Getting divorced in North Carolina can take anywhere from 30 days to numerous months. If you are thinking about filing for divorce, you may be wondering how long a divorce takes typically in North Carolina. There is no single answer to that question given that the timetable for a divorce depends upon many different factors. An experienced Wilmington divorce attorney at our firm can speak with you about the specific facts of your case to give you a better sense of the likely timing of your divorce. In the meantime, we want to provide you with more information about the factors that often impact how long a divorce takes.
Uncontested Versus Contested Divorce
Chapter 50 of the North Carolina General Statutes governs most legal issues concerning divorce in the state. One of the most important factors in determining the length of your divorce case is whether you will have an uncontested or a contested divorce.
In an uncontested divorce, the parties agree to every term of the divorce. This means that the parties agree to all terms of property division, including the division of assets and debts from the marriage. The parties also must agree as to whether spousal support (also known as alimony) will be paid, and what amount will be paid. If there are minor children from the marriage, the parties also must agree to all child custody terms. If the parties disagree about even one term, then they cannot have an uncontested divorce. In such a scenario, they will need to have a contested divorce in which the court gets involved in deciding one or more legal issues.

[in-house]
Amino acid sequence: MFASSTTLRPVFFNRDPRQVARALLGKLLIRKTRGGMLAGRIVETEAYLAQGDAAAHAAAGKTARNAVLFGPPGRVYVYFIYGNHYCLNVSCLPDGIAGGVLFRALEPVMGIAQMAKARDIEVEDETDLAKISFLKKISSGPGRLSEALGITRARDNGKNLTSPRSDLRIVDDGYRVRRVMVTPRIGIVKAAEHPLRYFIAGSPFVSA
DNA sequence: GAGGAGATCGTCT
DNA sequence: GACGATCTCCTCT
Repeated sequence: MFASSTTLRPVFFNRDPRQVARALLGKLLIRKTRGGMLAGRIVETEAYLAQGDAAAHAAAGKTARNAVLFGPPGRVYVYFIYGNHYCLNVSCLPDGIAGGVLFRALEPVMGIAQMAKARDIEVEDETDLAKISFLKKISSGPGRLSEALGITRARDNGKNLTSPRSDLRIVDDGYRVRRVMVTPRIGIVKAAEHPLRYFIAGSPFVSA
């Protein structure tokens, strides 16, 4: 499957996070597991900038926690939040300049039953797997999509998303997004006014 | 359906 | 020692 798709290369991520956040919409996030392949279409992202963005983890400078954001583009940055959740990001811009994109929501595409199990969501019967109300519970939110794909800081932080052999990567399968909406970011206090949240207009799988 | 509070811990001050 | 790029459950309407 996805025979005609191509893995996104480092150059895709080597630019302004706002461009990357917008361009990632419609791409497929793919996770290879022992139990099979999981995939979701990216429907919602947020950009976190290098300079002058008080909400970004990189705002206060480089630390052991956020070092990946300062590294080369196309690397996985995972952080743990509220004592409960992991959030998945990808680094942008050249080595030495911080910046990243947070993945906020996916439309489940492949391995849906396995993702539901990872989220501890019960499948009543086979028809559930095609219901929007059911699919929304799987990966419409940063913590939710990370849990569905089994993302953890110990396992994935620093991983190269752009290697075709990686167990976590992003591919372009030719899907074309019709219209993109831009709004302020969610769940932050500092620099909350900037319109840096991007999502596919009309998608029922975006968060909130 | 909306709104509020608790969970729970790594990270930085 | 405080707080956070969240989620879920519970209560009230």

To be eligible for an uncontested “no fault” divorce, the parties must have been living separate and apart for at least one year prior to filing for divorce. Once the file—assuming that they agree to all terms of the divorce—the parties must wait at least 30 days for the divorce to be finalized. For most North Carolina residents, this is the fastest way to get a divorce. To be clear, it can take as little as 30 days from the date of filing to have the divorce finalized. However, if you count the time required after separation of living separate and apart, then the divorce will take a minimum of 13 months from the date of separation to the date that the divorce becomes final.
Minor Children from the Marriage
Having minor children from the marriage can also make a divorce process lengthier, especially when the parents do not agree about child custody.
Custody battles can extend a divorce by many months when the parents are unwilling to cooperate with one another. The court will need to analyze a variety of factors to determine what kind of custody situation is in the best interests of the child.
Contact a Divorce Attorney in Wilmington
If you have questions about the timing of your divorce, you should discuss your case with a Wilmington family law attorney as soon as possible. A family law advocate at our firm can assess your case and help you to understand how much time likely will pass from filing your petition for divorce to having your divorce granted. Contact Speaks Law Firm, PC to learn more.